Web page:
Chile: student strikers march as president makes UN speech

Chilean students took to the streets on Sept. 22 to push their demands for free public education and a reversal of the privatization policies started under the 1973-1990 dictatorship of Gen. Augusto Pinochet. Organizers estimated that 180,000 people marched in Santiago, with thousands more protesting in major cities like Concepción, Talca, Temuco and Valparaíso, making the protest one of the larger demonstrations in the nearly four months since secondary and university students began striking at their schools. Following a familiar pattern, the march was generally peaceful until a confrontation started between the police and a few hooded youths at the end of the route. About 50 arrests were reported.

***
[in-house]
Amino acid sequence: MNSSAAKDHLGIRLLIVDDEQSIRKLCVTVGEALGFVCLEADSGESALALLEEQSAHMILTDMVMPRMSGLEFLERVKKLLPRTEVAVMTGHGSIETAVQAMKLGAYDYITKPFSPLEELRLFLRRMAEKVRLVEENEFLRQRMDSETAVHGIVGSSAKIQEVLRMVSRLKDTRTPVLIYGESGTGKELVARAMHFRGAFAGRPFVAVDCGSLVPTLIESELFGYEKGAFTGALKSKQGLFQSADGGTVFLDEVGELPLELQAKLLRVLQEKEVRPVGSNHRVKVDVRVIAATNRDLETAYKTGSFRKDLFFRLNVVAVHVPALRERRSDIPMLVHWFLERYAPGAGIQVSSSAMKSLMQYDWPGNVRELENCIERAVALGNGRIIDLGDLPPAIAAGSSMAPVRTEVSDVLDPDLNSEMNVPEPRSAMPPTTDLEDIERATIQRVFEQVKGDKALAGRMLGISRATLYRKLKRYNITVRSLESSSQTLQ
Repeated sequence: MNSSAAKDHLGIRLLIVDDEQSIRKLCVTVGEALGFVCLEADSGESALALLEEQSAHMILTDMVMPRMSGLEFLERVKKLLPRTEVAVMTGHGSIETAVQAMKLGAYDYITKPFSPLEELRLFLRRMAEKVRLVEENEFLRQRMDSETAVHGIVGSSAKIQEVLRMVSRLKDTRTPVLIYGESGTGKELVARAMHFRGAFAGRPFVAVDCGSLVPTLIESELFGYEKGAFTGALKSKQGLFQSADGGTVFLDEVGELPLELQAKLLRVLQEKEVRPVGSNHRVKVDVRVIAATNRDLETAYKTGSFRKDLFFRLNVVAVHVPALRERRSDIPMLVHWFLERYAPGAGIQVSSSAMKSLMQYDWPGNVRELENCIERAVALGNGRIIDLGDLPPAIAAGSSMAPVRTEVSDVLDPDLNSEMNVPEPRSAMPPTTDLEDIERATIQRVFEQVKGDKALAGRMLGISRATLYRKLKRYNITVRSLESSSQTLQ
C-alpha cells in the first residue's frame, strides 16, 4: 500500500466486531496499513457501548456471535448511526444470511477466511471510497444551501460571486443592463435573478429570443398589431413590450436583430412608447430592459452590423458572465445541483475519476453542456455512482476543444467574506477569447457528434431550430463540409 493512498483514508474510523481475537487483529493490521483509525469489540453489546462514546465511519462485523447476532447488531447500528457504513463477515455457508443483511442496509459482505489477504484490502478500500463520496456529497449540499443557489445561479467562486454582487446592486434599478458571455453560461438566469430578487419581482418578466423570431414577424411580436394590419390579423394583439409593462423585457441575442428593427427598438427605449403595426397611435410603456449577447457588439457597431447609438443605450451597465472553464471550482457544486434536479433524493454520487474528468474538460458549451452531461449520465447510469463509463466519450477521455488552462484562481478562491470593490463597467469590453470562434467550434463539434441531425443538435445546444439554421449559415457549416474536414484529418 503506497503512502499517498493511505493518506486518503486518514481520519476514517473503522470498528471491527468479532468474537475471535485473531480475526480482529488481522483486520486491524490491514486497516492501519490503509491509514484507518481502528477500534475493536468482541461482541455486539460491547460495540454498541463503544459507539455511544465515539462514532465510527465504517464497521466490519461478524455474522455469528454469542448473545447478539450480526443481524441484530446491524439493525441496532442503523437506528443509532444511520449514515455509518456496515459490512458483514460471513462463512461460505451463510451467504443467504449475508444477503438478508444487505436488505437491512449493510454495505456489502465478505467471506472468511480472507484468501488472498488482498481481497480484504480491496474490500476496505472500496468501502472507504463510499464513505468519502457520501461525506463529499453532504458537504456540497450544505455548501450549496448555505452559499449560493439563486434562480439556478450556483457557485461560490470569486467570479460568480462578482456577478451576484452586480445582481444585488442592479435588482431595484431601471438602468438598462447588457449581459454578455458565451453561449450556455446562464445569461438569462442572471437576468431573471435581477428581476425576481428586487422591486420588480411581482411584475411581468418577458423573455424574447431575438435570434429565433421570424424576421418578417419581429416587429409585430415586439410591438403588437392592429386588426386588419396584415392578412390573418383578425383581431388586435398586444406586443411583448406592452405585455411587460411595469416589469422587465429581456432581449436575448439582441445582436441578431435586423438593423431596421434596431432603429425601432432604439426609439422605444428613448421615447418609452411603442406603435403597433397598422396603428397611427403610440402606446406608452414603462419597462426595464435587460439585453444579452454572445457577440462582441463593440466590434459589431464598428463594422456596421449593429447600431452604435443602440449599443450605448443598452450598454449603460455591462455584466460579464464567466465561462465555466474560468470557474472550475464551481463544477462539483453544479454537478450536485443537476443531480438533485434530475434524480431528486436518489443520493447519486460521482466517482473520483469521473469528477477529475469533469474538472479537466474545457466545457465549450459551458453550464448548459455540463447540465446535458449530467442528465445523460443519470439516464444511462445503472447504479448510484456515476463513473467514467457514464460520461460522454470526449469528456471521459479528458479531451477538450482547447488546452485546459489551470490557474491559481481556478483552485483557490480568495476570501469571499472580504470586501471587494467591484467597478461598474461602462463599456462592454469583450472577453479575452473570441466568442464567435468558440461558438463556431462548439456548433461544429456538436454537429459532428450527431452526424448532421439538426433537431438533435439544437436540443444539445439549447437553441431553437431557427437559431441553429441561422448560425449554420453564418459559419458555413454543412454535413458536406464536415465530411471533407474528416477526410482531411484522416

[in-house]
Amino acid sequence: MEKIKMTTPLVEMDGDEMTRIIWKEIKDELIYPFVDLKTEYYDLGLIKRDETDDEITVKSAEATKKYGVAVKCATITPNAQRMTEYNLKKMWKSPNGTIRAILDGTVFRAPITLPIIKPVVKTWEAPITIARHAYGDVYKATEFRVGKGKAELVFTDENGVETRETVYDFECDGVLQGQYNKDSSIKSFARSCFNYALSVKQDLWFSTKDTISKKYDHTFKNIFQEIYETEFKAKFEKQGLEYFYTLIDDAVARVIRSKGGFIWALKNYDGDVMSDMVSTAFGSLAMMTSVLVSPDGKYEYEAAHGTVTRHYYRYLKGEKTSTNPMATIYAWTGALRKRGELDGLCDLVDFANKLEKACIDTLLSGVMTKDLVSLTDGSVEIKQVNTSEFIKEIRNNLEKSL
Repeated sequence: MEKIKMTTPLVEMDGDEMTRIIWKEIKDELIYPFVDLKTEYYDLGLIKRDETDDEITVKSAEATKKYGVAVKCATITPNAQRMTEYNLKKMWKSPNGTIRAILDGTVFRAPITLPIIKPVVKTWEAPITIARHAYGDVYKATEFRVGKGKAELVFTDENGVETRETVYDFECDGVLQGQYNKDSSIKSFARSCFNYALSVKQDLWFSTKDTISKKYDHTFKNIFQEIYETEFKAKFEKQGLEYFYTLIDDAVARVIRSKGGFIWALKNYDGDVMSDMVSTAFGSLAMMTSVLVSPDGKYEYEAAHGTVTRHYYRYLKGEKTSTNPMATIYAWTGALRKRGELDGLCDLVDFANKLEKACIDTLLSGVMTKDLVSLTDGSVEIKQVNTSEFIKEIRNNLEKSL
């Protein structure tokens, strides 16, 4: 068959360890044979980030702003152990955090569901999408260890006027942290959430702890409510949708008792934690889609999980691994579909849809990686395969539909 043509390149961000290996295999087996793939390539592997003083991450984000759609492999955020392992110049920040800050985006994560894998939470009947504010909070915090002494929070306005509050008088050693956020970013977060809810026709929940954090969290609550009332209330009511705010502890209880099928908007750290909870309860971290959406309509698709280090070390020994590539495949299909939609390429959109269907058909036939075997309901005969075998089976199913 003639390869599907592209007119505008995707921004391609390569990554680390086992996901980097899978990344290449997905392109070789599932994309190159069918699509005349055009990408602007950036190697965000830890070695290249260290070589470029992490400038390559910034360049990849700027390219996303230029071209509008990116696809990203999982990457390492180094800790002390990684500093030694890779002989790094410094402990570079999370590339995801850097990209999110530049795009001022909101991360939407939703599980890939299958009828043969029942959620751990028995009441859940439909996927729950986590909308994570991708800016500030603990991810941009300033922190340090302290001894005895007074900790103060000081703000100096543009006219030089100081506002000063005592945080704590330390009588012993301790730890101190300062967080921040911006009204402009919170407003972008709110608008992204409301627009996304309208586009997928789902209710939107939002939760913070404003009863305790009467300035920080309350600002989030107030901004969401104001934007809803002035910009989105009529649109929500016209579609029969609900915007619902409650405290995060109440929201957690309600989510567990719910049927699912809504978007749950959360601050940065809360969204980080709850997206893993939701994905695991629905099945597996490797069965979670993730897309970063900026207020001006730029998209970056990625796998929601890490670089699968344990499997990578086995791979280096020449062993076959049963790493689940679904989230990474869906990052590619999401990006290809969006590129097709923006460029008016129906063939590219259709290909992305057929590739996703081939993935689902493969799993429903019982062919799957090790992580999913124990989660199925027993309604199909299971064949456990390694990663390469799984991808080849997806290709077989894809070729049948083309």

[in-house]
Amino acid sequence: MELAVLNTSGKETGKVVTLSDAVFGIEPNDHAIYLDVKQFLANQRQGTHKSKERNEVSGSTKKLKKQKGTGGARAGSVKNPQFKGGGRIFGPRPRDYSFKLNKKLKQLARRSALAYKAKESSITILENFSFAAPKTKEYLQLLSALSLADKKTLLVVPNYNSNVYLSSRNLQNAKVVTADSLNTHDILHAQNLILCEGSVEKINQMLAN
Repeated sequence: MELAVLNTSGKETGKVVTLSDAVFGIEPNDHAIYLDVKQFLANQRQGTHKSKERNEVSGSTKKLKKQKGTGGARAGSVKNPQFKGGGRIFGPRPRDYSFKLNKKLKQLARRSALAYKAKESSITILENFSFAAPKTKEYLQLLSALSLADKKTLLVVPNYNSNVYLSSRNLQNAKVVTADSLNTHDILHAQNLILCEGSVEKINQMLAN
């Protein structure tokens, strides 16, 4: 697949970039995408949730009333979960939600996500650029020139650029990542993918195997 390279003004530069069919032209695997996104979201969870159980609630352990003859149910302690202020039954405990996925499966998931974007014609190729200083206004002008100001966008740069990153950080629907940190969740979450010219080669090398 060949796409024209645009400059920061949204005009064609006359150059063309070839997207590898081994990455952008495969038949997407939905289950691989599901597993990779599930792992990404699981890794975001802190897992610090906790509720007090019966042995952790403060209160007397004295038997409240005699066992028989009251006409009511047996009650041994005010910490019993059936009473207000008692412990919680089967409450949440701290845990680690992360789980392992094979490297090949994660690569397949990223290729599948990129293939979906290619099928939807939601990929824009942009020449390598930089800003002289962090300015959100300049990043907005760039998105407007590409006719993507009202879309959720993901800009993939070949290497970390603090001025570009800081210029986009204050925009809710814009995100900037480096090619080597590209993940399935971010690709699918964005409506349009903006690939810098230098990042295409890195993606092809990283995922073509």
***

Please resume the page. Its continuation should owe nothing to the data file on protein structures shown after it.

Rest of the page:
"We've shut this government up," Camilo Ballesteros, president of the Federation of Santiago de Chile University Students (FEUSACH), said at the conclusion of the march, near the La Moneda presidential palace. "We've got this park filled with students, filled with conviction and happiness." Analysts had suggested that the movement was ebbing when just 10,000 people came out for a march a week earlier. Andrés Chadwick, spokesperson for rightwing president Sebastián Piñera, responded to the massive turnout on Sept. 22 by saying "a bigger or smaller march isn't going to change the basic concern of the government" to resolve the issues through dialogue.

President Piñera himself was in New York on Sept. 22 to address the United Nations General Assembly. His government was ready for "the greatest reform, and it has promised the greatest economic, human, professional and technical resources for advancing towards a true revolution in our educational system," he told the delegates, promising coverage for vulnerable sectors of the population and free schooling for those who need it. (